In the initial investigation, the shooting was treated as a domestic incident. Gunderson was unable to testify because of his medical condition.

Keven Custer always claimed the incident was self-defense. His testimony was supported by the physical evidence and at least one eye witness.

Keven Custer was charged with aggravated battery with a deadly weapon. He refused to plead to a lesser charge and insisted on a jury trial.

The trial took two days. The jury deliberated for 90 minutes. On 17 April, 2019, Keven Custer was found not guilty by reason of self defense. At the trial, Chris Gunderson gave testimony about his use of multiple intoxicants before the incident.

Gunderson was not armed with any weapon but his hands and feet (personal weapons). The intoxicants he had consumed are not considered weapons.

In the United States, more than twice as many  people are murdered with  hands and feet than with rifles.  From 2013 through 2017, 1582 people were murdered with rifles. In the same period, 3,393 people were murdered with personal weapons (hands, fists, feet, etc).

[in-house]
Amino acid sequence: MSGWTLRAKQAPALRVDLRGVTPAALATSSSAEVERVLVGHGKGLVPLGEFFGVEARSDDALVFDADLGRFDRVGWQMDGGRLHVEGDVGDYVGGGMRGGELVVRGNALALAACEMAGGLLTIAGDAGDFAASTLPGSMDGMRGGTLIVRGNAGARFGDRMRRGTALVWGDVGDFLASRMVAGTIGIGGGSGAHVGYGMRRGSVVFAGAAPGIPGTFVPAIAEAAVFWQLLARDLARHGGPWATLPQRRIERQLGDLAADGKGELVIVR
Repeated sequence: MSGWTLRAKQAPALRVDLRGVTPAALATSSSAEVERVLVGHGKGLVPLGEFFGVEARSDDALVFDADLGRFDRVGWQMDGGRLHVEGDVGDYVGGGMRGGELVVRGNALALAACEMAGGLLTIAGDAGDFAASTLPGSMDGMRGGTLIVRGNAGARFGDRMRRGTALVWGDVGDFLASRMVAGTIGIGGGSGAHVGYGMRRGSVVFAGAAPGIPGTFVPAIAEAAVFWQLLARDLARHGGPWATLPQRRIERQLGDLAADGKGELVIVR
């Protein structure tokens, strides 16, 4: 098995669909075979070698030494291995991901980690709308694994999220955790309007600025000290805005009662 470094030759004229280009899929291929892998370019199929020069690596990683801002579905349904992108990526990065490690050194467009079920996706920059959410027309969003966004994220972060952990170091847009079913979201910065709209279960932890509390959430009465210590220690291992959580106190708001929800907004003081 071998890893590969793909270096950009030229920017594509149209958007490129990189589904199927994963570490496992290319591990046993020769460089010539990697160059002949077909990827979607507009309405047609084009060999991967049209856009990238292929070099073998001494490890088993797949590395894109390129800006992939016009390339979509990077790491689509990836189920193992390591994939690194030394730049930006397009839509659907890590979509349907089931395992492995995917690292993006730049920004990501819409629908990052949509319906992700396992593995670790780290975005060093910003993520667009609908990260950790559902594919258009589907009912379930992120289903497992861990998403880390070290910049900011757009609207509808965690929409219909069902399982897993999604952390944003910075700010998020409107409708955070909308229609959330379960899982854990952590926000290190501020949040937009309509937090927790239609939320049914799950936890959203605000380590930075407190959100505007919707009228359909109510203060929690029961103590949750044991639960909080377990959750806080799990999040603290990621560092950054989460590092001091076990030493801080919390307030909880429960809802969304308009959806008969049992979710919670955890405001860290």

The standard for self defense in Idaho and most states is if a reasonable person, knowing what the defender knew, in the circumstances of the defender, would have believed they were in danger of death or great bodily injury, they may use deadly force to end the threat.

Many would consider having a tooth knocked out and two more cracked, “great bodily injury”.

Keven Custer admitted he had used methamphetamine and marijuana in the past, but did not give specifics.

People who are experiencing difficulties, even with drugs, still have a right to defend their persons and their lives.


About Dean Weingarten:Dean Weingarten

Dean Weingarten has been a peace officer, a military officer, was on the University of Wisconsin Pistol Team for four years, and was first certified to teach firearms safety in 1973. He taught the Arizona concealed carry course for fifteen years until the goal of constitutional carry was attained. He has degrees in meteorology and mining engineering, and recently retired from the Department of Defense after a 30 year career in Army Research, Development, Testing, and Evaluation.

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    SkippingDogTionicoJeffry SmithWild BillTZAZ Recent comment authors
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    SkippingDog